You’ve just dropped your bags at your hotel or apartment, or you’ve spilt out of the train or car into York city centre, kids in tow, but there’s no time to rest. There’s a whole city to explore, but where to start? Look up, and there’s your answer: York Minster. No visit to York is complete without a look around this beautiful cathedral, and it’s definitely not just for grown-ups. Don’t be fooled by the imposing exterior: York Minster is very family-friendly, and absolutely recommended as an inspiring place to visit for the whole family. Here’s why York Minster is one of our must-see attractions, and how to make the most of your visit with children.
1. It’s an incredible, iconic building
A trip to York without visiting York Minster would be like visiting Paris without visiting the Eiffel Tower. Standing proud above the city and visible from the Yorkshire Moors to the Dales, it’s a Yorkshire icon that’s been part of York’s community since the 7th century and is still thriving today. To miss out on visiting it would be to miss out on a huge part of York’s history. As locals ourselves, we walk past the Minster several times a week but it never fails to take our breath away. As admission is free for residents, we visit occasionally – often during the summer holidays and usually for the Christmas Crib service – because we know that there are always new things to see and hands-on activities for children.
2. The Explorer Backpacks are excellent
It might be a historic building, but York Minster has a modern, warm approach to younger visitors; there’s no tutting at toddlers or eye-rolling as you roll your buggy in. The team at York Minster have created a visitor experience that engages children in what could otherwise be an overwhelming environment. Our top tip is to make sure that you borrow an Explorer Backpack for your child; just ask at the ticket desk or pick one up. Each backpack has a selection of items to spark children’s imagination and help them get closer to the detail of the cathedral, from a torch to magnifying glass and a pair of binoculars. There’s a tape measure for measuring and some pencils and paper for sketching. Our children (12, 10 and 7) all thought that the backpacks were brilliant, although there was the inevitable squabbling over who got to use the torch. Sadly the peace and reverence of the Minster didn’t really rub off on them, but they did have a quiet moment as we lit a candle for a loved one, so there’s hope…
3. Entertaining children’s trails keep everyone happy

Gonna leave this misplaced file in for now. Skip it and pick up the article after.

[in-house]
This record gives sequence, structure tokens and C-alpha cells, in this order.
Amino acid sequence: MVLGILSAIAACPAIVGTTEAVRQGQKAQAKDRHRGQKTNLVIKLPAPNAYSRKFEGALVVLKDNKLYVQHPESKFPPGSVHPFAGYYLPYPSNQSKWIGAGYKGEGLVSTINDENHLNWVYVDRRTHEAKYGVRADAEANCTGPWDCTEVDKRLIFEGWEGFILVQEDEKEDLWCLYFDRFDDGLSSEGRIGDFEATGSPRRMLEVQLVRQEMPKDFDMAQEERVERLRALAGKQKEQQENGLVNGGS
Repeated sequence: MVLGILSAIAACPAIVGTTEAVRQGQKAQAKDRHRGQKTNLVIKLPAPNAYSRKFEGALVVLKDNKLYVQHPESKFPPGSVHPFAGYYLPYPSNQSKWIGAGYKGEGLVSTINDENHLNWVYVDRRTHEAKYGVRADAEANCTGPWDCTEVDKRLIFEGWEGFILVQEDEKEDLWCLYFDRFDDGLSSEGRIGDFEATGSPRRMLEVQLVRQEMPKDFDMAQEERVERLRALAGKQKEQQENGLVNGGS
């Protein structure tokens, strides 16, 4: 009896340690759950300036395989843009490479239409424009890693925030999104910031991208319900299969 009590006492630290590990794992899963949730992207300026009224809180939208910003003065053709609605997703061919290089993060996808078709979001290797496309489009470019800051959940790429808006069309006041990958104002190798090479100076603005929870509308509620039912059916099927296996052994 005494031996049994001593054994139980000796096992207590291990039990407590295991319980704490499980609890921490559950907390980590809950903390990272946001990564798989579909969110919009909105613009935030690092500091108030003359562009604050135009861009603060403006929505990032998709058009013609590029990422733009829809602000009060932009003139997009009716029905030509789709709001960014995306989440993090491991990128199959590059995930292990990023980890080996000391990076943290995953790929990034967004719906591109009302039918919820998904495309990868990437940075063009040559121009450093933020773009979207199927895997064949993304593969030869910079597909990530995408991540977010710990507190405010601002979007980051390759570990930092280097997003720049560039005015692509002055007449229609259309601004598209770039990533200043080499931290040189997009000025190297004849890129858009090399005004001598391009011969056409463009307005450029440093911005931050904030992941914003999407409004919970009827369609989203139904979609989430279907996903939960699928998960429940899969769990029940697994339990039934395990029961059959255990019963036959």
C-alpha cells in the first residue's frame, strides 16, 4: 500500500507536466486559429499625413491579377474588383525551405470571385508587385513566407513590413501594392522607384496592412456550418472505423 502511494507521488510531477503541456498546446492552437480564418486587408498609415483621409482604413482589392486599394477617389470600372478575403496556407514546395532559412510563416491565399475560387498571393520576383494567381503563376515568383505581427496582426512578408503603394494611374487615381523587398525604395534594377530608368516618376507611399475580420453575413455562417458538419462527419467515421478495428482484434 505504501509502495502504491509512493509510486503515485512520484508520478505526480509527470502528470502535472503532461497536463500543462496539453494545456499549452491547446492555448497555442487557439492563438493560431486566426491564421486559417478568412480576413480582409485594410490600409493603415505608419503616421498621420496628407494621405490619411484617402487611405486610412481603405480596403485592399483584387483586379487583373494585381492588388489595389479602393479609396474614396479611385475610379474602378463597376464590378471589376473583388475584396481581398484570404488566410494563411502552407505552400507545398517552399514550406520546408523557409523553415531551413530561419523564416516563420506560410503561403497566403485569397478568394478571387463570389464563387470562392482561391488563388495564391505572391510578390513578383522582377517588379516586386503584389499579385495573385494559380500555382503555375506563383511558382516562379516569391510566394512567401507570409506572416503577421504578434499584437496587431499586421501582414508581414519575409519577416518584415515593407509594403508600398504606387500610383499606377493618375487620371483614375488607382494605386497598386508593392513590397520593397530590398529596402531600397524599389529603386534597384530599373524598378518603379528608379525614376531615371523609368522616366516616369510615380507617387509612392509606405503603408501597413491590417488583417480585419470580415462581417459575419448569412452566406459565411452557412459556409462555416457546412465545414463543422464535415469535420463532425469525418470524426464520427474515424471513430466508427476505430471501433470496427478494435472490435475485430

If you’re the organised type, you might like to know that there are some children’s trails available to download from the York Minster website. As every parent knows, children love a trail and it’s a brilliant way to get them really looking at what’s around them and to encourage them to keep walking. The Monty the Monkey Trail is excellent for younger children, with things to spot and some simple facts about the building, while the Treasure Hunt Trail is fun for older children, with ten places to visit and treasures to spot. The Dragon Quest is particularly good for young knights: see how many dragons you can spot in York Minster and find out more about the legend of dragons! There’s also a Sculpture Trail that tells you a bit more about the Minster’s sculptures. We hadn’t printed out the trails before we visited, so it was great that they were available within the backpack. We chose to do the Dragon Quest and really enjoyed it, and next time we’ll try the Treasure Hunt Trail. Find all of the trails here.
4. There are hands-on activities in the Undercroft Museum
There’s so much to see in the main body of the Minster that we almost forgot about the Undercroft Museum as it’s quite tucked away. It’s well worth seeking out, though, and was actually our children’s favourite part of our visit. This underground exhibition tells the story of York Minster’s history, from Roman soldiers to how the building was made and the artefacts that have been discovered over the years. There are plenty of hands–on activities that children can have a go at, as well as digital displays that bring the building to life.
We also had a look around the new exhibition in honour of the Queen’s Jubilee that explores the links between the Minster and the Royal Family. The children were less interested in the history, but thoroughly enjoyed dressing up as a monarch and cuddling a corgi for a photo! They liked making their own mini-crown, too.
5. Look out for regular holiday activities
There’s always plenty to do within the Minster, but that’s not all: there are regular holiday activities in Dean’s Park – York Minster’s very own park – too. Keep an eye on York Minster’s website and social media for details, or subscribe to their newsletter. When we visited there was a clay activity where you could create your own royal bust for a small charge (£2.50). Our youngest was keen to get stuck in, making a queen that has been pride of place on the mantelpiece ever since. For older children (8+), it’s worth mentioning that you can pay extra to climb the steps of the York Minster tower. It’s not for the unfit or faint-hearted, but it is well worth the effort (our eldest did it when he was 8 and he was fine).
Good to know
- – Pre-booking is recommended for York Minster; not only will you secure tickets, but you will be able to skip the queue!
- – York residents visit for free; just take proof of address such as a utility bill (you will also skip the queue)
- – Tickets are valid for 12 months, so keep hold of them and visit again!
- – Under 16s visit for free with a paying adult
- – There is baby changing available and York Minster is breastfeeding friendly
- – There’s no cafe at York Minster, but there are lots of lovely family-friendly cafes and restaurants nearby